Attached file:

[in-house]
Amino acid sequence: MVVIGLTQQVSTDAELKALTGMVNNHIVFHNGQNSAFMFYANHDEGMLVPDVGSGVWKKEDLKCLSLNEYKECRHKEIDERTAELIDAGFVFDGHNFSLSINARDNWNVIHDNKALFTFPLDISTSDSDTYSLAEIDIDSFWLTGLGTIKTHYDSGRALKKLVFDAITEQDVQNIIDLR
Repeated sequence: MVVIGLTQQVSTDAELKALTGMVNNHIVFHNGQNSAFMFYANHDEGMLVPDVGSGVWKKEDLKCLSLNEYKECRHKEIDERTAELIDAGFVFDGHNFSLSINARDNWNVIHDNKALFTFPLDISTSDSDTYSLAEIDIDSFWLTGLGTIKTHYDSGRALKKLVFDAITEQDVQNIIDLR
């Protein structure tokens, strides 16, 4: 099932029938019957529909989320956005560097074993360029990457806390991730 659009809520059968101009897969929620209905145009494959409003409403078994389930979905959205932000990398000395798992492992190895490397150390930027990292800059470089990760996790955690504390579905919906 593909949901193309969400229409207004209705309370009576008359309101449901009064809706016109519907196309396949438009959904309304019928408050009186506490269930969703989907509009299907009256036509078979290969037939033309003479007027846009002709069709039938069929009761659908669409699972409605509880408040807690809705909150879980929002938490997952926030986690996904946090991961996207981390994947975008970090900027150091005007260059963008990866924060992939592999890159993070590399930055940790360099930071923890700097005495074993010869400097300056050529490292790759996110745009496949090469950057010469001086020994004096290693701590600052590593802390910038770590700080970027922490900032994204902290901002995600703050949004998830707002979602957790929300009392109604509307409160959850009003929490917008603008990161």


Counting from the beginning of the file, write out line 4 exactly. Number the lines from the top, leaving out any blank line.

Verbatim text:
């Protein structure tokens, strides 16, 4: 099932029938019957529909989320956005560097074993360029990457806390991730 659009809520059968101009897969929620209905145009494959409003409403078994389930979905959205932000990398000395798992492992190895490397150390930027990292800059470089990760996790955690504390579905919906 593909949901193309969400229409207004209705309370009576008359309101449901009064809706016109519907196309396949438009959904309304019928408050009186506490269930969703989907509009299907009256036509078979290969037939033309003479007027846009002709069709039938069929009761659908669409699972409605509880408040807690809705909150879980929002938490997952926030986690996904946090991961996207981390994947975008970090900027150091005007260059963008990866924060992939592999890159993070590399930055940790360099930071923890700097005495074993010869400097300056050529490292790759996110745009496949090469950057010469001086020994004096290693701590600052590593802390910038770590700080970027922490900032994204902290901002995600703050949004998830707002979602957790929300009392109604509307409160959850009003929490917008603008990161």